Interesting that Reeves said that FV proponents don't recognise 'Reformed justification doesn't just give us Christ's status, we are given Christ'. FV is probably bigger on Union with Christ than most, after all they all are deeply influenced by John Murray and Richard Gaffin. Nevertheless I think that Reformed doctrines of justification have often just given us Christ's status, and Lutheran doctrines of justification (which have had just as much influence on English Evangelicalism) focus on status even more. So to that degree NPP/FV proponents have a point.

    I wonder whether Reeves talked about Osiander, and the different Reformers reaction to him. Union with Christ has to be carefully described. Much of Protestant Orthodoxy's emphasis on status came from Melancthton and others reaction against Osiander who taught (I believe) that we have all of Christ which led him into all kinds of trouble. I think Union with Christ is more than status, but you have to be careful not to go too far. I think the most biblical way though is to talk about sharing in his story as Chris mentions, and understanding how he abides in us by his Spirit (which bizarely shows both how close he is and how seperate).

    Interestingly you can see how Osiander could get where he did with Luther's marriage metaphor in 'Freedom of the Christian' which you are going to read. It is a wonderful book. I read it several times last year because it is so short and tried to give an outline of its structure here if you are interested.

    ... sorry for musing in the comments box. I'll sit and wait in anticipation.

  5. "The basics thesis of Reeves on NPP/FV etc is that they've misread the reformers on justification, missing their emphasis on union with Christ. Reformed justification doesn't just give us Christ's status, we are given Christ."

    I don't think the FV guys claim to be at variance with Calvin on this issue. Some NPPers might, but the FV boys are quick to point out the roots of some of their stuff in Calvin and others in the reformed tradition.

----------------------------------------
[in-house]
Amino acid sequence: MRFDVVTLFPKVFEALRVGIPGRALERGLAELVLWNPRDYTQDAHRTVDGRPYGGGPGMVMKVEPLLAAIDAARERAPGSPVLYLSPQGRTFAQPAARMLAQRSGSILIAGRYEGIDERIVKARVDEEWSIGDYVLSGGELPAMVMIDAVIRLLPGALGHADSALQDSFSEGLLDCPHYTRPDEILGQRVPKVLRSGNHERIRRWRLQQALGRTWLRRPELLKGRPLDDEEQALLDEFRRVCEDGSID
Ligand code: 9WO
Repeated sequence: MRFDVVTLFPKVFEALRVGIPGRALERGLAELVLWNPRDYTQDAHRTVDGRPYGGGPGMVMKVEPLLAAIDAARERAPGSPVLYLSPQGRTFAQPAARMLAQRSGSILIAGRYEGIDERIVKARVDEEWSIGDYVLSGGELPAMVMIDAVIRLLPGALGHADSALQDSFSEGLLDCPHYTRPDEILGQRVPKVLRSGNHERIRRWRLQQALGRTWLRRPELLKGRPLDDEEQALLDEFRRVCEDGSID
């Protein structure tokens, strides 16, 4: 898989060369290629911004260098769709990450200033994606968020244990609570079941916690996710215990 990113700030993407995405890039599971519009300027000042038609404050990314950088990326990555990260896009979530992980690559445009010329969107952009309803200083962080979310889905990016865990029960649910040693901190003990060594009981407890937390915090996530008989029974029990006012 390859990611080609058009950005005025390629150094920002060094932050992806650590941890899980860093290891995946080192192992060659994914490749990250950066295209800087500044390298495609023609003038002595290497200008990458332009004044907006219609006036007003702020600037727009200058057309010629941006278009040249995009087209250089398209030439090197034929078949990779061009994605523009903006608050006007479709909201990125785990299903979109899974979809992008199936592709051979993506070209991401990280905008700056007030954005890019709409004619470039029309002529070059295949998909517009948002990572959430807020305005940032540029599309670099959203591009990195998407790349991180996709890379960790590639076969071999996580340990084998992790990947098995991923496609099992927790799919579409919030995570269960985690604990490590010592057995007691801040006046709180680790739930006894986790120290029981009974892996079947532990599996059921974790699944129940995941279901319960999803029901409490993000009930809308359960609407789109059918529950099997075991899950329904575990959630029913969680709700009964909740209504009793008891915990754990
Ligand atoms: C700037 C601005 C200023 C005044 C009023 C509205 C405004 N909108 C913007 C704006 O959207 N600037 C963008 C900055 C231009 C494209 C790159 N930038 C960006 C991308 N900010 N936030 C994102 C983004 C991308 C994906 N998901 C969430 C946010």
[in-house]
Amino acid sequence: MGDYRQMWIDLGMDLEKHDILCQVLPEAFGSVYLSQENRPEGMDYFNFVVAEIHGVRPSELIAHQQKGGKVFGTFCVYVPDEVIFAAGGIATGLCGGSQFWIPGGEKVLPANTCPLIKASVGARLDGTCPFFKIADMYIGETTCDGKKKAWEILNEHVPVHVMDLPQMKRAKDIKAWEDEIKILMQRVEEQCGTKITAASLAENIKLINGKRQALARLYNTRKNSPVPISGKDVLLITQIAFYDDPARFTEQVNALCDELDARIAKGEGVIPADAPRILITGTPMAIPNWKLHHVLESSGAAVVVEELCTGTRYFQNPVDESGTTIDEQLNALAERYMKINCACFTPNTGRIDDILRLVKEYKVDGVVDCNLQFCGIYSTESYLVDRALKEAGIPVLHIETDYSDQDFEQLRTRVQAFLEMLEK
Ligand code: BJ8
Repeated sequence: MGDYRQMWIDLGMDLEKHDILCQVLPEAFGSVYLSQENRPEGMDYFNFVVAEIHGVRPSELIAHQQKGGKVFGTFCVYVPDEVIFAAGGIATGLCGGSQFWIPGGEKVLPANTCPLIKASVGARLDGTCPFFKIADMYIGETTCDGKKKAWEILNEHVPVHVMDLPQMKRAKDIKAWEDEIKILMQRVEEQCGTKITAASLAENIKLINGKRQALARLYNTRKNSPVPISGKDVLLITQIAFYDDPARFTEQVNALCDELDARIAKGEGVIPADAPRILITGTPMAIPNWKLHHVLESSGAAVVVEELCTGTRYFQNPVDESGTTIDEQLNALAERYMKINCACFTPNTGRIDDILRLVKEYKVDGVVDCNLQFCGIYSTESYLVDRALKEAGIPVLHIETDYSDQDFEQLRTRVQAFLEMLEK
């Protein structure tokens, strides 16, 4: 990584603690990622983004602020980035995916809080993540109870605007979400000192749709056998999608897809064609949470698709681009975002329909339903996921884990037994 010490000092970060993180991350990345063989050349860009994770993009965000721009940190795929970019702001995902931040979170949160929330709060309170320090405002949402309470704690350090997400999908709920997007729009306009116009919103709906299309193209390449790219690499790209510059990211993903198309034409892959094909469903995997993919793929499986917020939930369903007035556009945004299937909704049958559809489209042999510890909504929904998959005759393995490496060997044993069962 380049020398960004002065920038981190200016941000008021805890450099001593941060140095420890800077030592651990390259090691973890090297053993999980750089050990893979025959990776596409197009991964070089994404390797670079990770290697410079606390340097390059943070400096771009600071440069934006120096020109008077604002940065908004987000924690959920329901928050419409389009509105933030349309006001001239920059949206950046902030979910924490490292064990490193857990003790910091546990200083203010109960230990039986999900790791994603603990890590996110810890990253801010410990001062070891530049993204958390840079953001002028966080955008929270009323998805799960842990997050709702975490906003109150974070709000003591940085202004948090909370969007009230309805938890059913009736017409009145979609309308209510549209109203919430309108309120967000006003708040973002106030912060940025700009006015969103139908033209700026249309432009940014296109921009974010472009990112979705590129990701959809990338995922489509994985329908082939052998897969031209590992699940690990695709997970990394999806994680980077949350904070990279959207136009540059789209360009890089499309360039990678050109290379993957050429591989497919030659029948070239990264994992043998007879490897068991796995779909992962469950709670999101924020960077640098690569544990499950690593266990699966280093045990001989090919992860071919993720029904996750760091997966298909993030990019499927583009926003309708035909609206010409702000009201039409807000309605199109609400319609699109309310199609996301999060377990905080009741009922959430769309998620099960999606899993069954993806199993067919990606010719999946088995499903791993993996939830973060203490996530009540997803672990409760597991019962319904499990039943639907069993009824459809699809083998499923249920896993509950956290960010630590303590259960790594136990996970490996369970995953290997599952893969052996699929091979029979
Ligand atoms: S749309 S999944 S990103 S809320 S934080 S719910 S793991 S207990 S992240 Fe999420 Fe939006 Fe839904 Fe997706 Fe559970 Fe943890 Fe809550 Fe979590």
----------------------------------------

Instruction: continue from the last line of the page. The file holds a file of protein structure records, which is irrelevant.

Important not to lump things and people together that don't necessarily actually go together. Not suggesting Mike Reeves was doing that, but it needs to be said, and the blogosphere is the worst place for it. A few people reads a blog post talking about FV/ NPP/ challenges to justification all in one breath and then pretty quickly 'FV bad' becomes the new shibboleth.

  6. sorry to put words into your mouth dave. That said, I'm glad my hope did not disappoint!

  7. It was a, they have some good stuff to say, some good questions to raise but perhaps we don't want to go exactly where they're going.

    I fear I blundered into cheap comment generating by posting on this. I need Mike's notes to say any more. Given he's staying with us tonight I ought to have them, but I don't. We were too busy talking about Frankenstein and the evangelistic potential of Song of Songs (two different but related subjects).

  8. You might be interested in this then

  9. I'm now really looking forward to posts on Frankenstein and on evangelism from song of songs.

  10. Pete - you may have to wait sometime... those are a part of what I'm going to look at on my sabbatical this summer.